| James Parr|
12 May 1963
| George Baildon|
Jessie Helen Wiseman
Sir James Henry Gunson CMG CBE (26 October 1877 – 12 May 1963) was a New Zealand businessman and Mayor of Auckland City from 1915 to 1925. He was knighted in 1924.
James Gunson Wikipedia
Born and educated in Auckland, in his mid-twenties he took over W Gunson & Co the seed-grain and produce business his father founded in 1881. William Gunson died in 1902. In October 1916, now mayor of Auckland, James sold his father's business to Wright Stephenson.
James Gunson stood for Parliament several times without success; (Mt Roskill in 1919, Eden in 1926 and then Auckland Suburbs in 1928).
Mayor from 1915 to 1925 he undertook the building of the war memorials Auckland Museum and Cenotaph, the Wintergardens in Auckland Domain and the construction of Tamaki Drive. In later public life, he was responsible for the monument on One Tree Hill (Maungakiekie) and the treeplanting of Cornwall Park fulfilling Sir John Logan Campbell's vision. Gunson was Chairman of the Auckland Harbour Board 1911–15, and was a member of the Government Railways Board 1931–35.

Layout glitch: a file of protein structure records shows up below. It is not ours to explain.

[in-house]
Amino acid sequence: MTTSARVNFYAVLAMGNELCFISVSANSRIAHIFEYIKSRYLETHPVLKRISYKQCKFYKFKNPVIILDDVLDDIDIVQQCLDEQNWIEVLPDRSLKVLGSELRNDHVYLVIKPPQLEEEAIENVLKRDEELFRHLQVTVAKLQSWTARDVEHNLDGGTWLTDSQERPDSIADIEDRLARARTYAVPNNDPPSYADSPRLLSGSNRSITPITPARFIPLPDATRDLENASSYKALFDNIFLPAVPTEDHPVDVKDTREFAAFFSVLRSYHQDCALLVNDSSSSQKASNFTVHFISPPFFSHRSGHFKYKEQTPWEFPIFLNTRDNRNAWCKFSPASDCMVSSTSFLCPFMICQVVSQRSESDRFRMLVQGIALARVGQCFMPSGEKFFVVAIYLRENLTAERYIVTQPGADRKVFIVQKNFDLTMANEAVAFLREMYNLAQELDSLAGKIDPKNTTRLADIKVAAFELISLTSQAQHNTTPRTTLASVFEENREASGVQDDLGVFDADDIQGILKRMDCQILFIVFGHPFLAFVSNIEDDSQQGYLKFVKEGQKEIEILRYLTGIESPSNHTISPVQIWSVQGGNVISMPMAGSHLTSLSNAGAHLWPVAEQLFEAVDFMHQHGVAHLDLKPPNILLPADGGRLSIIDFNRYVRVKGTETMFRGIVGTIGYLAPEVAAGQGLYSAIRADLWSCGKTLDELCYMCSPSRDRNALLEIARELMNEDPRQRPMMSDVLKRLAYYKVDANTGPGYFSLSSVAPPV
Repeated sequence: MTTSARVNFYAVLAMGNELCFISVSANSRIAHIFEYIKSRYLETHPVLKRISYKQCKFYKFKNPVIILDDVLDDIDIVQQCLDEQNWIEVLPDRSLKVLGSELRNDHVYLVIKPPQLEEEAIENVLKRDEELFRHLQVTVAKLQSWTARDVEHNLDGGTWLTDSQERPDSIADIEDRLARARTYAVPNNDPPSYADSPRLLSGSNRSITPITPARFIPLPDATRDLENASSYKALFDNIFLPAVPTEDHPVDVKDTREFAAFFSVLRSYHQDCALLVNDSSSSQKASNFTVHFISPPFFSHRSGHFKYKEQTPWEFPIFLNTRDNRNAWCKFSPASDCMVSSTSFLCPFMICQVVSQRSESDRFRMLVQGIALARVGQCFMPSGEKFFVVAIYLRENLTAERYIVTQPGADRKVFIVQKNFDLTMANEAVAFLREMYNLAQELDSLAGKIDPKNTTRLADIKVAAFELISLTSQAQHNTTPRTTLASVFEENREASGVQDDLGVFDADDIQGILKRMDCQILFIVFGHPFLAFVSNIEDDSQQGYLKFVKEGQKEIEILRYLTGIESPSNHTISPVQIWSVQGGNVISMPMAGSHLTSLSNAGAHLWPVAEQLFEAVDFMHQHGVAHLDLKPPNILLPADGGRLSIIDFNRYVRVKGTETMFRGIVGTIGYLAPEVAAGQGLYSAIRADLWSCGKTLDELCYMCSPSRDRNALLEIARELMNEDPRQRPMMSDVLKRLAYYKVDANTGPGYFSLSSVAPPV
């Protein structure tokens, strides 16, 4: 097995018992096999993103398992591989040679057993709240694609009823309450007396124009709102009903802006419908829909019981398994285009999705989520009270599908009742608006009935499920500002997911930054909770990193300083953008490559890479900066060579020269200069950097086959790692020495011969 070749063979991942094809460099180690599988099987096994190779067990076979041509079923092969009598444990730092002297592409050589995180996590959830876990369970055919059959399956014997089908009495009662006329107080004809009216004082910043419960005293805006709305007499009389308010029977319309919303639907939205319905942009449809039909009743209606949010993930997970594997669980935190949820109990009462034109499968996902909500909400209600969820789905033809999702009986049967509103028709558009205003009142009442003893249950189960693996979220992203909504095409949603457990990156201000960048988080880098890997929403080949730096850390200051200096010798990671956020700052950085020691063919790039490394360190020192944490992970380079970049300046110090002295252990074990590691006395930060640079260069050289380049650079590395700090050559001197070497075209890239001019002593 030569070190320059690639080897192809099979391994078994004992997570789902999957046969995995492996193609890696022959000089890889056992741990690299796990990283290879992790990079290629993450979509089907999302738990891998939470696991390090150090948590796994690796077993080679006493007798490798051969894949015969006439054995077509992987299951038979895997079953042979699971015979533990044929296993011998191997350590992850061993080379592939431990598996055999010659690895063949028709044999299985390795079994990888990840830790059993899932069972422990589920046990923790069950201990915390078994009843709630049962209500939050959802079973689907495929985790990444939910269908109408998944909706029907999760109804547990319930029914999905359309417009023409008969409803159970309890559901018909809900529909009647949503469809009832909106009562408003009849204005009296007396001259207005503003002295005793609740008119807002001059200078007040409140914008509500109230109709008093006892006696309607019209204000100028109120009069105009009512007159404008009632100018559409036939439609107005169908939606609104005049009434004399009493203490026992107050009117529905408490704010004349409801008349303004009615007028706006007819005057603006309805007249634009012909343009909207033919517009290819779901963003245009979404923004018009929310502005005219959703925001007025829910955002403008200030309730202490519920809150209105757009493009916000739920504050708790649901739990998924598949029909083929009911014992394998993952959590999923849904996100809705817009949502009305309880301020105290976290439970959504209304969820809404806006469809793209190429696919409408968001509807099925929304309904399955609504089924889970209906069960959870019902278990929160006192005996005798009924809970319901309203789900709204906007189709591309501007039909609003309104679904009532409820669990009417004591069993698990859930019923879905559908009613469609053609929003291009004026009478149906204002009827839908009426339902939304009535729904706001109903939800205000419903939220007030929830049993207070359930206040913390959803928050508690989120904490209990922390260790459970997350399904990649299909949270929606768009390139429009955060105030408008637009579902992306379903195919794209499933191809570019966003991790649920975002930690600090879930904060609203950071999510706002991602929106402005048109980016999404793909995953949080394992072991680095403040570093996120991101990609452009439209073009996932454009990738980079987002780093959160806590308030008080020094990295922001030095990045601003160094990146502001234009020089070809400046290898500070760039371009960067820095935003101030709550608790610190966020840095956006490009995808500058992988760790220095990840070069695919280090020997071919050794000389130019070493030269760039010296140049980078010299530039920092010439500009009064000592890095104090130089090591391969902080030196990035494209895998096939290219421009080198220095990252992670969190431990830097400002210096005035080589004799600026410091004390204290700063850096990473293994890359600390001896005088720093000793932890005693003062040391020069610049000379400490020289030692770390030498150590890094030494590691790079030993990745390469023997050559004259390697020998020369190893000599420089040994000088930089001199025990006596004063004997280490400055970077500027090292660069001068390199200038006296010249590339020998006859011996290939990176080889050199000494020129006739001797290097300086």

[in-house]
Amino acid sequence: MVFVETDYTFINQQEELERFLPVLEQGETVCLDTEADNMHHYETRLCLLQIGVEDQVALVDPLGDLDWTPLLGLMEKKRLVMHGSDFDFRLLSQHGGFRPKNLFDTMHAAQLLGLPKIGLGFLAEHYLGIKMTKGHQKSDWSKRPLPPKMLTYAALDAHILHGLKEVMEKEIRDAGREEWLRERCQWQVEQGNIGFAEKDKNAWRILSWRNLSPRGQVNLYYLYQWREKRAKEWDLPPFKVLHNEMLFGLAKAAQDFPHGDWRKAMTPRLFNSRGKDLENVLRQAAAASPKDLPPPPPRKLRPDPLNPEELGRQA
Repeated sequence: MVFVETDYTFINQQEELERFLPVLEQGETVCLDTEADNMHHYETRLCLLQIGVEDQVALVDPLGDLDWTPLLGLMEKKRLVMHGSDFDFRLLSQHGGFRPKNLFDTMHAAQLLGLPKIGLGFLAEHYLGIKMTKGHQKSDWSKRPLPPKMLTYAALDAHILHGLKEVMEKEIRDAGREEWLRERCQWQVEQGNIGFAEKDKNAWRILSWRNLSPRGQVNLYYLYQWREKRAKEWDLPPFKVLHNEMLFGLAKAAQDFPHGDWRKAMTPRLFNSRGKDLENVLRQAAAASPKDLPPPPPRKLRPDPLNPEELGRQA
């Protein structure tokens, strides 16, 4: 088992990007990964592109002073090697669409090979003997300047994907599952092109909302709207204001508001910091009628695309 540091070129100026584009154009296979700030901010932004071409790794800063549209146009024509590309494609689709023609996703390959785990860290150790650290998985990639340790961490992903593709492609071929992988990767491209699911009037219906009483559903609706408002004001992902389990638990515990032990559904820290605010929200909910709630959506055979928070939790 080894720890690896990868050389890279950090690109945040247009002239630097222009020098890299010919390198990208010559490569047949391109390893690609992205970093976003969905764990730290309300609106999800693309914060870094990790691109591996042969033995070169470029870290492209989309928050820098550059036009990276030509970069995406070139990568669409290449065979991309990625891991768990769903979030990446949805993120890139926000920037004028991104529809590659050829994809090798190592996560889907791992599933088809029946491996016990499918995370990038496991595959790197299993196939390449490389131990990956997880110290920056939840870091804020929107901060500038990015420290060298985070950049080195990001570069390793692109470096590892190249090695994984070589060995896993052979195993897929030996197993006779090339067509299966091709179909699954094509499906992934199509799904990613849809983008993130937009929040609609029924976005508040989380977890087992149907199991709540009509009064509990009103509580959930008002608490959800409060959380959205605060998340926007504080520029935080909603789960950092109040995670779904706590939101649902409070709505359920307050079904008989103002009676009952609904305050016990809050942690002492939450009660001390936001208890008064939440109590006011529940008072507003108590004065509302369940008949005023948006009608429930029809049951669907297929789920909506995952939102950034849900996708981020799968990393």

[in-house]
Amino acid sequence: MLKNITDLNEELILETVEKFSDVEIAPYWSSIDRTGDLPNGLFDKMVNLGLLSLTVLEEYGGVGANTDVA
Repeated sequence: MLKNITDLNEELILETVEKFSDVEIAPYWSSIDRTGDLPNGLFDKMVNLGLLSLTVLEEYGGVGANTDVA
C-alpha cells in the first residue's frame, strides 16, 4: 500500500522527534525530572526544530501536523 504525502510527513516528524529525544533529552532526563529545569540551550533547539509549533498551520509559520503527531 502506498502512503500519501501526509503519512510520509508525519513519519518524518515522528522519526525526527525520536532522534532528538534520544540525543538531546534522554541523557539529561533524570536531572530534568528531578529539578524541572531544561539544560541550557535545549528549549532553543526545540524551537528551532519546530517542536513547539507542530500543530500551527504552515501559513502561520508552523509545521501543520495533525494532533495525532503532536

Several parts of the city bear his name or were his gift. His farming property to the South of Auckland in Manukau, called Totara Park, was later given to the city of Auckland. His main town residence, in St Andrew's Road, Epsom, became the Tongan royal residence, which it remains. A further Auckland property (named Rydal Mount after the residence of the English poet William Wordsworth) was by the same architect, Draffin, that Gunson had chosen to design Auckland Museum. Gunson Street, in South Auckland, is named after him.
In 1935, he was awarded the King George V Silver Jubilee Medal.
He married Jessie Helen Wiseman (later Lady Gunson OBE) in 1905. They had three children; William, Geoffrey and Margaret. His brother Edward Burton Gunson MD FRCP (1883–1950) practised as a cardiologist in Auckland 1919–37. During World War One while in the RAMC EB Gunson assisted Thomas Lewis, the noted clinical scientist, in achieving an improved understanding of the Effort Syndrome. During World War Two Gunson worked for the Ministry of Supply in London publishing studies of women war workers' health.